Little, Brown & Co., 2007 (2007)
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Reviewed by Rheta Van Winkle
is really two books in one. In present day Toronto, ground that used to be underwater is being excavated in preparation for building a new sports arena. Marianne Hollis is watching the excavation from a hotel overlooking the site. Because of her late husband David's research, she believes that a boat sank in that location back in 1857 before the lake was filled in. There were supposedly photographic plates on that boat documenting the entire early city of Toronto. Her daughter's fiancée, John Lewis, becomes interested in her vigil and begins to do research on the boat and the photography of the time.
e flash back to 1855 and meet Jem Hallam, a chemist who has been sent to Toronto from England by his father to open a new shop. The pharmacy isn't doing well, and Jem is miserably homesick for his wife and young daughters. He meets a
, Sam Ennis from Ireland, and a widow, Claudia Rowe from England, and in time the three join forces to make money at photography, which seems to be a much more promising field in the young city than a new pharmacy.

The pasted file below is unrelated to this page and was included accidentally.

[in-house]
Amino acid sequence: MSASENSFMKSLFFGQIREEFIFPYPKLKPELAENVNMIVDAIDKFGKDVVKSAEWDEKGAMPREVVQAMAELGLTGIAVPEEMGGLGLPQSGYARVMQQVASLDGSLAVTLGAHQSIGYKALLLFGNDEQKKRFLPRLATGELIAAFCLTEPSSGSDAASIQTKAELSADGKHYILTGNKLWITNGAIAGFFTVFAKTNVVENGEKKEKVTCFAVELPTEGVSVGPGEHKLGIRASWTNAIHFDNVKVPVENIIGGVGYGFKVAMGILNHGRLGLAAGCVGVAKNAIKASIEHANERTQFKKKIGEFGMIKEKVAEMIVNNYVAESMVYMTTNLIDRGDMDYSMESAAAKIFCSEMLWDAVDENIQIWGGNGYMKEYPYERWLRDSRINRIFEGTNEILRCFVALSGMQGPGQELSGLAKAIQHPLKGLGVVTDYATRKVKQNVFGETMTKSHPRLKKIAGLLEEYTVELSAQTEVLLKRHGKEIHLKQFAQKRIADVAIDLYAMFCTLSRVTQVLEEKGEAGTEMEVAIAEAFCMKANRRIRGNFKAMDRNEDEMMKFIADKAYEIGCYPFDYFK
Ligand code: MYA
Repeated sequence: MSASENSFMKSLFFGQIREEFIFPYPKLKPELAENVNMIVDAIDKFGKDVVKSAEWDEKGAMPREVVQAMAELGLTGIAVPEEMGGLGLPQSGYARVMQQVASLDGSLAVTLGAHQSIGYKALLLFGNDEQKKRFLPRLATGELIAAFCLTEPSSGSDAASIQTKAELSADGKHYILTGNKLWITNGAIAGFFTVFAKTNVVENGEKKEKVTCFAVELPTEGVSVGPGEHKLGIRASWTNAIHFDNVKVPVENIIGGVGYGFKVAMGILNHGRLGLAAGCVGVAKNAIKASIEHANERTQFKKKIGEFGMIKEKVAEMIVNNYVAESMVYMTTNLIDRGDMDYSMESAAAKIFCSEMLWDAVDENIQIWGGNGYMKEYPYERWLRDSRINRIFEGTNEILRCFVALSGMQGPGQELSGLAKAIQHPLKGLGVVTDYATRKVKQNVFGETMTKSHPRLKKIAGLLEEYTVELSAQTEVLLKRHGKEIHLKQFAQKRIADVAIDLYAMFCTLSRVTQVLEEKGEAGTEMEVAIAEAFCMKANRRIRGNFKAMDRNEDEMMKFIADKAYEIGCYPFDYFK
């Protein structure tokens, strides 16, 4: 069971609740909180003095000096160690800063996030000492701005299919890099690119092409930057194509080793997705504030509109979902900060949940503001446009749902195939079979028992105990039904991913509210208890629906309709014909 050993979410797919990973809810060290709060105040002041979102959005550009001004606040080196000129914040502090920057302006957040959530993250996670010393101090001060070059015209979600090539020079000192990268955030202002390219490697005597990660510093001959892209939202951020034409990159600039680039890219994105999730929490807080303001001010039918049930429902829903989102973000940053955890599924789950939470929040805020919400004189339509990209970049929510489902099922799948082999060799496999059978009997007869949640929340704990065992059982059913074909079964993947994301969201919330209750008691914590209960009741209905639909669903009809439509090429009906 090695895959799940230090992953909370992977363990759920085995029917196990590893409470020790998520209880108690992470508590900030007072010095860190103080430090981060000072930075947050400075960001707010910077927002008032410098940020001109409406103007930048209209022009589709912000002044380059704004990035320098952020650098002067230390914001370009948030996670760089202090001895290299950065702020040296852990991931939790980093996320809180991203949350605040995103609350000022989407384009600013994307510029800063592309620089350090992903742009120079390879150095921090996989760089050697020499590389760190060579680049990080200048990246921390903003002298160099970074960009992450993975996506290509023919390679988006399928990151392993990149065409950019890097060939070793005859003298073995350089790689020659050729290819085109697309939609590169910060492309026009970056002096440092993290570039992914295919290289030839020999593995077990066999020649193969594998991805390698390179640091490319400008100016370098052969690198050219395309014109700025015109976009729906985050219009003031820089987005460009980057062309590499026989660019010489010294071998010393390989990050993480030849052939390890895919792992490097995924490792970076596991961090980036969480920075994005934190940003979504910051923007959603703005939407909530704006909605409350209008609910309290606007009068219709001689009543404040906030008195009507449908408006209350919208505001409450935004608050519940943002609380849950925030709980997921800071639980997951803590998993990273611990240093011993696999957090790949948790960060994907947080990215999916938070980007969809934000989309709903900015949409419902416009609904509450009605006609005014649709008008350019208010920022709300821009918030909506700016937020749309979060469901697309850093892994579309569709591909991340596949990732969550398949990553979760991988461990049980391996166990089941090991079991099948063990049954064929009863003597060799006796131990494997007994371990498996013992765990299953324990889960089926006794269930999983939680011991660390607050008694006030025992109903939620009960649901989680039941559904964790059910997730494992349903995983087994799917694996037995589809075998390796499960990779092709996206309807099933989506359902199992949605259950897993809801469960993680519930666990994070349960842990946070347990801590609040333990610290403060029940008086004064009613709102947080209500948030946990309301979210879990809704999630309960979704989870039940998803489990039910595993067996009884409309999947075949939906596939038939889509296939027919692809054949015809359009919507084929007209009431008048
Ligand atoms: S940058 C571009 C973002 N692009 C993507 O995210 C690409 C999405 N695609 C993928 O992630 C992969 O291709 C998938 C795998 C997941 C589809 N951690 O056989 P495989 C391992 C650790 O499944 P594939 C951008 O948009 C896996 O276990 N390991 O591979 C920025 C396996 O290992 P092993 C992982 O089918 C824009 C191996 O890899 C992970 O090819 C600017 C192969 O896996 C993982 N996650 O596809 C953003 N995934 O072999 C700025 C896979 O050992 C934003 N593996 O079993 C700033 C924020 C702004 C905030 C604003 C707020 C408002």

n 1997, the Hollis family and John are mourning the death of David and are struggling with family relationships. In 1855, the three photographers miss their families and grieve for what they've lost, but they form a sort of new family of their own. All of the characters are consoled by their new and deepening relationships. The past and present stories are tied together by the need for consolation as well as by the respect that all of the main characters have for the heritage of the city they live in, Toronto.
enjoyed this book so much, both for the interesting stories and for the wonderful characters. I became totally engrossed in each story, and going back and forth between them was wrenching because I wanted to know what would happen next. Each time I left one set of characters behind there were unresolved problems, but I would quickly become caught up in the alternate story. The book is beautifully written and was pure pleasure to read.
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